I really want to emphasize this, so I’ll say it again: you don’t have to be an expert. This, in my opinion, is one of the most important parts of Web development culture, and it’s a big part of the reason Web technology is so wonderfully diverse and varied. Historically, Web development has often emphasized speed of development and low barrier-of-entry; and in the course of creating marker tracking for Babylon, I’ve worked out a process for bringing native libraries to the party, which for convenience I’m calling webpiling.

webpile (noun): a portmanteau of “Web” (of World-Wide fame) and “compile” referring to the act of recompiling and encapsulating existing native (C and C++) utilities into a form that is accessible and easy to incorporate into browser-based Web apps.

Webpiling is not a new idea — people have been working toward this capability for many years — but only recently has the technology reached a point where we can actually start, on an individual basis, to bring native library capabilities to Web platforms. This is the time, folks! We’ve got the tools; all we need is you. Webpiling is an awesome and incredibly rewarding endeavor, and in case you aren’t already convinced, here are three more reasons to learn about webpiling.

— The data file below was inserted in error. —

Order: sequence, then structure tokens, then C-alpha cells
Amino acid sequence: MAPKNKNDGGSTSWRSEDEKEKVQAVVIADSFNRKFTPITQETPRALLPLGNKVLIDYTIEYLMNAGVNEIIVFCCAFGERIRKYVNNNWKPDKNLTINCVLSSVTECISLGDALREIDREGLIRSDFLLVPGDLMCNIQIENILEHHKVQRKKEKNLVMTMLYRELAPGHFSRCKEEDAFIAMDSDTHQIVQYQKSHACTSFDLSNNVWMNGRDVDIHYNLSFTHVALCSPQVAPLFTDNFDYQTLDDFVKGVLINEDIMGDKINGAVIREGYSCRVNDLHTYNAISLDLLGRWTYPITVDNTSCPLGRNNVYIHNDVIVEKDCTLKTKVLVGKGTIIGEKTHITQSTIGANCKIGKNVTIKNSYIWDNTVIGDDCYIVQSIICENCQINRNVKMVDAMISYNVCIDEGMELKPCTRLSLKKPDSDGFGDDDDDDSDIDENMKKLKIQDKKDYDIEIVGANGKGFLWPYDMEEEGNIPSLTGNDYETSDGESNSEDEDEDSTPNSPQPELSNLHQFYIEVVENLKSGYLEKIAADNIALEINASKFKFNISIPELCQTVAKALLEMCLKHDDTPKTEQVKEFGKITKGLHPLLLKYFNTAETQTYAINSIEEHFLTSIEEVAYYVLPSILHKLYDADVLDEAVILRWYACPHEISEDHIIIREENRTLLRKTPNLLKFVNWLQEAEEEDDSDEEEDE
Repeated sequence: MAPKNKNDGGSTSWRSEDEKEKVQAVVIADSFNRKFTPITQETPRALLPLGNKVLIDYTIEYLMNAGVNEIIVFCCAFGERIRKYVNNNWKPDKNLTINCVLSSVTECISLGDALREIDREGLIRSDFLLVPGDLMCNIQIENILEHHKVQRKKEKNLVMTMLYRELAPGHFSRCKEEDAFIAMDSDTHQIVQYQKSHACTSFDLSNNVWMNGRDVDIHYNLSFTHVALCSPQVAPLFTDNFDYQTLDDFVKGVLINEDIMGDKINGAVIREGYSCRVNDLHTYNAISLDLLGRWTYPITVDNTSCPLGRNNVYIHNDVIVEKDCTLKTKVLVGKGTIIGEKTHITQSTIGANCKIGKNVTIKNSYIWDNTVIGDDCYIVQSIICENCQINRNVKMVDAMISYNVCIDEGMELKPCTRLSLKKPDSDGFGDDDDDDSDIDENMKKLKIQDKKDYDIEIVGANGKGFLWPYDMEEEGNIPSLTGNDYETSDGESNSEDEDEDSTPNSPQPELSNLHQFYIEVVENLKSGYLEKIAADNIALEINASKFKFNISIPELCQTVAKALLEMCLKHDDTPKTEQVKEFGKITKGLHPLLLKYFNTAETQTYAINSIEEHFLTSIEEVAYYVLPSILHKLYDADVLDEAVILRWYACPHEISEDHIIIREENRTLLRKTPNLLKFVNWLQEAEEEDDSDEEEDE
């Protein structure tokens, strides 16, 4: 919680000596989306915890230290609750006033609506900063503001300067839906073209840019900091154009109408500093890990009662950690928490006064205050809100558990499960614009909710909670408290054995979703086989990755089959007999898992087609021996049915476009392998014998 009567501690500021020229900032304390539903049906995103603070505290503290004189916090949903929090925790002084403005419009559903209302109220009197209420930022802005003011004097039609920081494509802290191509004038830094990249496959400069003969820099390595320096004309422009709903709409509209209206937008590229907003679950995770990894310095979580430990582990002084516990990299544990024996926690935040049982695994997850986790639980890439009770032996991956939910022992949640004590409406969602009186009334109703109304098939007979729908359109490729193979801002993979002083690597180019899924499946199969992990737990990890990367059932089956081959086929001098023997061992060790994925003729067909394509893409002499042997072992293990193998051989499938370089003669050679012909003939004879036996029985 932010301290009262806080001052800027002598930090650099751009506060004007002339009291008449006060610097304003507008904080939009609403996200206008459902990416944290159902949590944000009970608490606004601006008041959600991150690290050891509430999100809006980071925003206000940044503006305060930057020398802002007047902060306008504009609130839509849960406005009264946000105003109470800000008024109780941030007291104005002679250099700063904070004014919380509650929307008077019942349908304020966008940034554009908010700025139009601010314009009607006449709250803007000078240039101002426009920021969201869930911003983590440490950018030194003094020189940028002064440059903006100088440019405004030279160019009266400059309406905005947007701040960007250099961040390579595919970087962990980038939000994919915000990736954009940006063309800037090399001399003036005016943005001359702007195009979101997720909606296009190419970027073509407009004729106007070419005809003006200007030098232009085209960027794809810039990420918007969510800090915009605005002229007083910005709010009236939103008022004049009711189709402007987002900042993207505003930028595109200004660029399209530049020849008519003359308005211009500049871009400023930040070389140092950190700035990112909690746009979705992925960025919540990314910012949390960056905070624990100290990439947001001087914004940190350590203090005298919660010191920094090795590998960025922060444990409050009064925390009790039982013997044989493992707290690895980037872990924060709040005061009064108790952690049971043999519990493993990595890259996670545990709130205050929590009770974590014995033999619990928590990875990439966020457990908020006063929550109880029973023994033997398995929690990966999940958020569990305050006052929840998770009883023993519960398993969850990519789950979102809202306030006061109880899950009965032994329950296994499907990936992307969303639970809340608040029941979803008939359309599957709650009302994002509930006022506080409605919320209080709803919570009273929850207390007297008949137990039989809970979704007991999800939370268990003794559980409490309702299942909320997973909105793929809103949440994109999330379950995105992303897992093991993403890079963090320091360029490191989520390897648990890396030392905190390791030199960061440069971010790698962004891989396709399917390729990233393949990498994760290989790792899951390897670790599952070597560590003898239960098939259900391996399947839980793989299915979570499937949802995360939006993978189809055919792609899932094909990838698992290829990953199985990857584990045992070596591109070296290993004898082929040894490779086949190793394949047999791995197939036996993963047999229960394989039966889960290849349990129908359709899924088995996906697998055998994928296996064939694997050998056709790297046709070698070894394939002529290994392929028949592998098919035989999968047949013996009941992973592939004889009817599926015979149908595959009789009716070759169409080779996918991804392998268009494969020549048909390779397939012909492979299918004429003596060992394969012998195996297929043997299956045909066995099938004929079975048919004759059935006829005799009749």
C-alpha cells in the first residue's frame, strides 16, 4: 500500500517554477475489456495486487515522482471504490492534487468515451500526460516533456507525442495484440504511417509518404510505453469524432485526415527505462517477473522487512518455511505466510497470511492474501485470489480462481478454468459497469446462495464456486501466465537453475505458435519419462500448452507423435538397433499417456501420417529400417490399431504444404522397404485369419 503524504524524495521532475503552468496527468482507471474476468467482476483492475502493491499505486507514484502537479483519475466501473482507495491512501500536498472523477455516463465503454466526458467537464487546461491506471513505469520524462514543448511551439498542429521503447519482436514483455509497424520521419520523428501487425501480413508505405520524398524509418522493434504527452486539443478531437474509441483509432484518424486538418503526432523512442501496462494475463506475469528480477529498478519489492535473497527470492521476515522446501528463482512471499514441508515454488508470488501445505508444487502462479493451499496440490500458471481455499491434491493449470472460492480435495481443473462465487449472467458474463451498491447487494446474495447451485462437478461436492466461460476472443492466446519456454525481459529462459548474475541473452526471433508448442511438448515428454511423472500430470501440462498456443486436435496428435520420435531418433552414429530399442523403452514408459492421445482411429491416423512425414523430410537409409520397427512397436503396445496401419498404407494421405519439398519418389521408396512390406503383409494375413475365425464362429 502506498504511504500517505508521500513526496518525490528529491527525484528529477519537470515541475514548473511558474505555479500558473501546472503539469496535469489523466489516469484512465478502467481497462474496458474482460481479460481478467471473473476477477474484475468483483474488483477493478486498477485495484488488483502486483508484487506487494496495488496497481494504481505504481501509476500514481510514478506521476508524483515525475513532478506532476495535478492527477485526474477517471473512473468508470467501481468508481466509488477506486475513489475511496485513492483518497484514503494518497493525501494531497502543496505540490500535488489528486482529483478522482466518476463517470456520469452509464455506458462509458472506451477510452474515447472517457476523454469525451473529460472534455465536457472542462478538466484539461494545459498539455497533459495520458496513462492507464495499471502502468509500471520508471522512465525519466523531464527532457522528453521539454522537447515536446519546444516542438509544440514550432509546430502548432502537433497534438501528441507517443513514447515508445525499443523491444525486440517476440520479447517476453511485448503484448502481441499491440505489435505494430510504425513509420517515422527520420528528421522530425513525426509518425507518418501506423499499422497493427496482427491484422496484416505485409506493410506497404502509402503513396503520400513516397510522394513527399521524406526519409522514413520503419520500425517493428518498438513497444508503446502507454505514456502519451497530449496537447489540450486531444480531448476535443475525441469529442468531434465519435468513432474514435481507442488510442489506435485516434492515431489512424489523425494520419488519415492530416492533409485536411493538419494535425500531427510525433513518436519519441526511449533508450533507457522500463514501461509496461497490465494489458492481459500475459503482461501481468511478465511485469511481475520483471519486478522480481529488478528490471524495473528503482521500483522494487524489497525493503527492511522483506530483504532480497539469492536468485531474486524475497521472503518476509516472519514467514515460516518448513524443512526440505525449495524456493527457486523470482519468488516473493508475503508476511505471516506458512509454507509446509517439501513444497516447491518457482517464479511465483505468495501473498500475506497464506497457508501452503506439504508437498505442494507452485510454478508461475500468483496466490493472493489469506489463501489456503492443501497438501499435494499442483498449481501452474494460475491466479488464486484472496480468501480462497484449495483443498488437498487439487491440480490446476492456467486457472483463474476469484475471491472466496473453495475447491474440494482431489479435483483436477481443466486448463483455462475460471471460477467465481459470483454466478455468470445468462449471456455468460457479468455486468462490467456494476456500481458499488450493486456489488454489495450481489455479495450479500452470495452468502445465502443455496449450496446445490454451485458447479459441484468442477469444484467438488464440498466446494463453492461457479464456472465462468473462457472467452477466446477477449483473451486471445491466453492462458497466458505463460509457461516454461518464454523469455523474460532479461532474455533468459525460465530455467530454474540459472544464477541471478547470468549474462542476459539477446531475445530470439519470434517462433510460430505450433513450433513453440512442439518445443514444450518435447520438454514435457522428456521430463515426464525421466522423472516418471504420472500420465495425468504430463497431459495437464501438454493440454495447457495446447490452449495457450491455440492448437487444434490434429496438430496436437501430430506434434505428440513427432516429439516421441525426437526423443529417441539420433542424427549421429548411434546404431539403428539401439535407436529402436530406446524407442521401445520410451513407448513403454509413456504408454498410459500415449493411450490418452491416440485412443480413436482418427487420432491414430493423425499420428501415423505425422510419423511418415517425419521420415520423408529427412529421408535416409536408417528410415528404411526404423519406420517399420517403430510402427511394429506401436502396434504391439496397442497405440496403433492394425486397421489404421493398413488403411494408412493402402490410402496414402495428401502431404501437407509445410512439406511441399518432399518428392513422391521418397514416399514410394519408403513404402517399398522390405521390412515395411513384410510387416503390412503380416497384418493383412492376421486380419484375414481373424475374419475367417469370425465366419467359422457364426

1. It’s easy. How easy? This easy. The repository at that link contains a bash script — a single script — which performs all the steps required to build, from OpenCV source, our webpiled marker tracking for Babylon project. We’ll discuss that script in more detail shortly as it functions as an overview of the webpiling process itself. For now, though, just think about that one short script, comments and whitespace and all, and realize that webpiling really is that easy.